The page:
Cogswell: “I feel like there are a lot of really good ideas, but I think there is a lack of focus and commitment to get everyone headed in the right direction. I think some new people on the board will help do this.”
Luzmoor: “Yes, I do. The current fire chief is leaving. The man has been here on the job (only) a year. The tension I see in these board meetings, and frankly the open animosity I have witnessed, tells me that the board is at a crossroads. They’ve made the decision that they want a full-time career professional fire chief, but, from what I’ve seen, in my view, is a contradiction. The reason I use the term ‘crossroads’ is because I believe this board is struggling and failing, frankly, to enable this transition from a volunteer fire chief to a full-time professional. That is the crux of the matter.”
Luzmoor went on to note in his view that our community is also at a crossroads.
“The evidence that something is wrong is that people in this community, as far as I have been told, can’t remember when they had an election for these board positions,” he said. “So, the community needs to decide if they want the caretakers of what has happened to try it again or if they want some fresh thought brought in.”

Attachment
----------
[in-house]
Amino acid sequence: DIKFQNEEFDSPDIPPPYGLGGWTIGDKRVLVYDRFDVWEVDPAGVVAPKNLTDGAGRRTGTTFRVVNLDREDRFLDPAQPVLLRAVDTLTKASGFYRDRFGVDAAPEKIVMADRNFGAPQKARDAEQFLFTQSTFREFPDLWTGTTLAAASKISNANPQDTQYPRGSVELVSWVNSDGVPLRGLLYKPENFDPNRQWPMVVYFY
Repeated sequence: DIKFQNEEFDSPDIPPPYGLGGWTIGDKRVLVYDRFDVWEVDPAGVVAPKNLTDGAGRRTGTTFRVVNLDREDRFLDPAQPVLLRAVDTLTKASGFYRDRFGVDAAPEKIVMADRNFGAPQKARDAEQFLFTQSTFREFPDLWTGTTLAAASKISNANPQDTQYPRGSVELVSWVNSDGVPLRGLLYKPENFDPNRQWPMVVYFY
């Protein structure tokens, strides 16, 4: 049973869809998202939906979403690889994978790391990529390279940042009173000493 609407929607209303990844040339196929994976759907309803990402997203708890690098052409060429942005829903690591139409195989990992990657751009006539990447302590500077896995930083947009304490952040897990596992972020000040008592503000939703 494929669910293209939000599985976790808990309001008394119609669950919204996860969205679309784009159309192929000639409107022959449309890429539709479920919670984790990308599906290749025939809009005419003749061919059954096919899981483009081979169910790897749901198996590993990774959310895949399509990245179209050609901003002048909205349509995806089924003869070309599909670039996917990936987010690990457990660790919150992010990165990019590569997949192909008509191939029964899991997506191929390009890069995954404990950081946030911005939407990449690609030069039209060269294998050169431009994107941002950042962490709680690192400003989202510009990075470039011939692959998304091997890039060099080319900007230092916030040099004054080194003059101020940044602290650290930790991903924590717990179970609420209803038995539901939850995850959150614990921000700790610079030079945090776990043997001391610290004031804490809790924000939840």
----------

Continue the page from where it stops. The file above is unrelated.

Luzmoor’s concern went even deeper.
“I have seen other small towns go through this transition and fail miserably for the same reasons. The voters of this community, I am going to say, are largely uninformed of what has occurred here about getting (Fire Chief Marshall Cook) on board and having him be successful and sort out all the built-in resistance. We’ve got a marvelous group of people here. Forty-some wonderful people contribute to this thing and are trying to help people, and we have good people on the board trying to do the right thing. But the struggle is real.”